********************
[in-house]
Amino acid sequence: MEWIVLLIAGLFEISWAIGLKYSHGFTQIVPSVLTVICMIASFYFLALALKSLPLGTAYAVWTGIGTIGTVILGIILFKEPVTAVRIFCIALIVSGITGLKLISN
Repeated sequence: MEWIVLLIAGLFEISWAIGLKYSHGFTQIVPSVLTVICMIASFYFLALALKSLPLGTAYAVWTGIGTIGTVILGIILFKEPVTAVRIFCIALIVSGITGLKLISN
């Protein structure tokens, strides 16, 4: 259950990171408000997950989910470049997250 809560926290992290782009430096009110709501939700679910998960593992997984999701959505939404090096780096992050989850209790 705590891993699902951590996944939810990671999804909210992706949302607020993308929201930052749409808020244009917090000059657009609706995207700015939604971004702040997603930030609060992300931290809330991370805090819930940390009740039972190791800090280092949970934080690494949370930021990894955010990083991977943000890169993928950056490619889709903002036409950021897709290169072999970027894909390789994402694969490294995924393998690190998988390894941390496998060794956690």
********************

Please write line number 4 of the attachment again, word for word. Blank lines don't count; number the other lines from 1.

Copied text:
């Protein structure tokens, strides 16, 4: 259950990171408000997950989910470049997250 809560926290992290782009430096009110709501939700679910998960593992997984999701959505939404090096780096992050989850209790 705590891993699902951590996944939810990671999804909210992706949302607020993308929201930052749409808020244009917090000059657009609706995207700015939604971004702040997603930030609060992300931290809330991370805090819930940390009740039972190791800090280092949970934080690494949370930021990894955010990083991977943000890169993928950056490619889709903002036409950021897709290169072999970027894909390789994402694969490294995924393998690190998988390894941390496998060794956690």